I got the go-ahead on my idea to update the MediaInfo documentation from the lead (and historically solo) maintainer Jérôme at No Time To Wait 4, a conference we organize. That wasn’t strictly necessary, but it’s a good idea to get your idea out there to the people who will be responsible for accepting pull requests before starting to work on it, especially since the review and merging of code is itself a burden that is not compensated. Fortunately, Jérôme thought this was a good idea and would be happy to take the pull request and perform the necessary steps to get it into the codebase eventually. And I hope that this task will help cut down on some of the non-technical “technical debt” him and I both receive regularly, when we need to explain what certain fields mean.

This project will start with updating the output from mediainfo --Info-Parameters. This gives the user all of the definitions used to describe files and it’s 1644 lines long. That is a lot of lines! The definitions that power this command are located in this part of the codebase. I already did some of this work in Summer 2019, but I feel like it could use a deeper consideration and consistent phrasing across all of the parameters. This output is underutilized, I think. I didn’t know about it until I went digging around for it. And after doing this documentation project, it’d be pretty easy to map the output to something machine-readable, and translate that into something structured and suitable for rendering as HTML. I’d like to do that next, or in conjunction if/when I get bored. I think these definitions are beneficial even outside of the context of this open source library.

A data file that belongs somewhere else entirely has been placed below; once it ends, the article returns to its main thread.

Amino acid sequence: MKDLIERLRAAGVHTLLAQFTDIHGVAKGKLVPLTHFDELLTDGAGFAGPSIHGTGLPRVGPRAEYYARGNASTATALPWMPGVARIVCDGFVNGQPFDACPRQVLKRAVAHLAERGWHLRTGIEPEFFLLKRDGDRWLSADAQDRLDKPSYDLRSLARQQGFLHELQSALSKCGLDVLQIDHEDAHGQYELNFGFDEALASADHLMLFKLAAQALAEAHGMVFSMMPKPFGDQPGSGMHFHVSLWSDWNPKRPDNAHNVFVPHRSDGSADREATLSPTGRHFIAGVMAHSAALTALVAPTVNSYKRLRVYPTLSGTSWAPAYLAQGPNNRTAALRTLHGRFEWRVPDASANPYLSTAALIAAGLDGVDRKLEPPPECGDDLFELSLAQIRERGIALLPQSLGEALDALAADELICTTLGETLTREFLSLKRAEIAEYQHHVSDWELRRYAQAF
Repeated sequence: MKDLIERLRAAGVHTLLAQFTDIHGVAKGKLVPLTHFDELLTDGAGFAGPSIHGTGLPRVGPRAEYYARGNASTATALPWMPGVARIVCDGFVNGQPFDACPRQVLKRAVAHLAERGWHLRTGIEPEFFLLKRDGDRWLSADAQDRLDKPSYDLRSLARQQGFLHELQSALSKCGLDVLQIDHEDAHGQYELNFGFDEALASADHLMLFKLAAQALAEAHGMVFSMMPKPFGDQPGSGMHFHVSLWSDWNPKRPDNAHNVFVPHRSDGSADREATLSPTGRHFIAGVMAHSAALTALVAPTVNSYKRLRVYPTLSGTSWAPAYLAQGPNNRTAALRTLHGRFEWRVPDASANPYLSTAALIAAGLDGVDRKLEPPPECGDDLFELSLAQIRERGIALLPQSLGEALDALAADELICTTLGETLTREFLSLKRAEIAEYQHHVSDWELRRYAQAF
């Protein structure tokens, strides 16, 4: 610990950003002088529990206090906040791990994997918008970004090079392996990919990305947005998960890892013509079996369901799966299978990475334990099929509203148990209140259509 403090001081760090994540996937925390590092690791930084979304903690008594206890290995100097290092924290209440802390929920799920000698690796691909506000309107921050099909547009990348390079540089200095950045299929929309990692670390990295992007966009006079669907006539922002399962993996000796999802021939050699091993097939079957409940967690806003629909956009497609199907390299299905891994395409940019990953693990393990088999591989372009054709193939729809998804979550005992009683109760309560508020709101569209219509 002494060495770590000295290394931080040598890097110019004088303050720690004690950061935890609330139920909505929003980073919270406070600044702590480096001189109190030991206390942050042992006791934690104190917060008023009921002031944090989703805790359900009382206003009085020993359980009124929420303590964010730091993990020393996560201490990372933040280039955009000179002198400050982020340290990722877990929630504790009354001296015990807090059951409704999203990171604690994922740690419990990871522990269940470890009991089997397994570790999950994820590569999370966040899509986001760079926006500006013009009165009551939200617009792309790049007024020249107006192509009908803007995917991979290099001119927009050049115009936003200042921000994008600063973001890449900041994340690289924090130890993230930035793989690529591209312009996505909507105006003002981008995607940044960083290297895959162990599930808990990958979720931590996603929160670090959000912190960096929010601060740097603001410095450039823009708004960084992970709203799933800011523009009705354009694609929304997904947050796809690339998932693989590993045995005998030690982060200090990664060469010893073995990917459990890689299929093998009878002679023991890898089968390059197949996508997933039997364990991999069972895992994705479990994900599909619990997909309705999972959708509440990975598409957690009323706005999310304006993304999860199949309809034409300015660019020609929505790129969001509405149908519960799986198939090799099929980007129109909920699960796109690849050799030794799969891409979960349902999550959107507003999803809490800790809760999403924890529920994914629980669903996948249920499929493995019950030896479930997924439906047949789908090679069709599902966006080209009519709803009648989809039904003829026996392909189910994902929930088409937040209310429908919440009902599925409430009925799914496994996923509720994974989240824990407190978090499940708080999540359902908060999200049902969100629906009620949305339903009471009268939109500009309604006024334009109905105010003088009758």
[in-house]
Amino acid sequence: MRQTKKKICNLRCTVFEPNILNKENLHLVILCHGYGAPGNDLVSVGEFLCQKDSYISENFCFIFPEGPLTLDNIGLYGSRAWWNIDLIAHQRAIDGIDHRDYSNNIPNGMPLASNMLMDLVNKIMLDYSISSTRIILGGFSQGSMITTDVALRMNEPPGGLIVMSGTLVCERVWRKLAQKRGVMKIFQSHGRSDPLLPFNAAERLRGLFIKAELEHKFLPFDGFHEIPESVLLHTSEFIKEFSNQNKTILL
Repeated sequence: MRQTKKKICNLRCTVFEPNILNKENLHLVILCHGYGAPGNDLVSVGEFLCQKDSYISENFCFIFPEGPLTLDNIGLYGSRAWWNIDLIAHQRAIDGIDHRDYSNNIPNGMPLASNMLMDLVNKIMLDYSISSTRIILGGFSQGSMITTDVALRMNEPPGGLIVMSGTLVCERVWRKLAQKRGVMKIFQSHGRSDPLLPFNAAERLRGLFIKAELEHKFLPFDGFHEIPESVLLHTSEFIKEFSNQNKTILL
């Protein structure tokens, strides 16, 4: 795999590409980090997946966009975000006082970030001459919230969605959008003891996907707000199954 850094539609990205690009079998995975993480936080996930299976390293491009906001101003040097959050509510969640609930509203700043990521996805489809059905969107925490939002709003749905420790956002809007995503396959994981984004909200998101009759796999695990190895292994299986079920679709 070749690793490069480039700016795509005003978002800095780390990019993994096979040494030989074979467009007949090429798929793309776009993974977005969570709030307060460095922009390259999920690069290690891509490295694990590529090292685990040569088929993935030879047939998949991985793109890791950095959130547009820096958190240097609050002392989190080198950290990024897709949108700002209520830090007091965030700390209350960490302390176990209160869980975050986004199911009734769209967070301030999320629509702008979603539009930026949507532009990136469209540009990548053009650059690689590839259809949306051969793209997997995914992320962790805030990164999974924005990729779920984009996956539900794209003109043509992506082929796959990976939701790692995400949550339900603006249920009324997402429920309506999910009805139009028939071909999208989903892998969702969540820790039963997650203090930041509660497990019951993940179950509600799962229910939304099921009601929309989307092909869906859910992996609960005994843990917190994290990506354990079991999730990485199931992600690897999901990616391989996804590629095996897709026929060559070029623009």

Jérôme suggested that I create one PR with a [WIP] flag on it, as a place to ask questions about things I’m unsure of, and generally continue our shared ethos of wanting to work in the open, where others can contribute feedback. I also realized that I could still turn this into an educational opportunity by writing about my deep-dive investigations into some of the media parameters, and share that experience (which I hope will be informative), which I will do on this blog. A large part of working in public means being wrong in public, but fortunately that is something I’ve mostly grown accustomed to.

Here is the new WIP PR with a little more information (and, in the future, shared knowledge):

For the in-between state, I am also working in the open. I mapped each parameters group to a spreadsheet, and these are available here, if people are curious about the original and proposed definitions and questions I am asking myself during this process, as reminders for myself to review or follow up on some of the details. However, I will ask all questions and diffs will be available on the main Pull Request. To keep conversations centralized, these spreadsheets are view-only.

Thanks for reading! Future blog posts will be more technical in detail, going into how I’m deriving the information to make these conclusions and update the parameters fields appropriately, and in a way that makes the most sense for a wide and diverse audience. If I am good, I will manage to update at least once a week.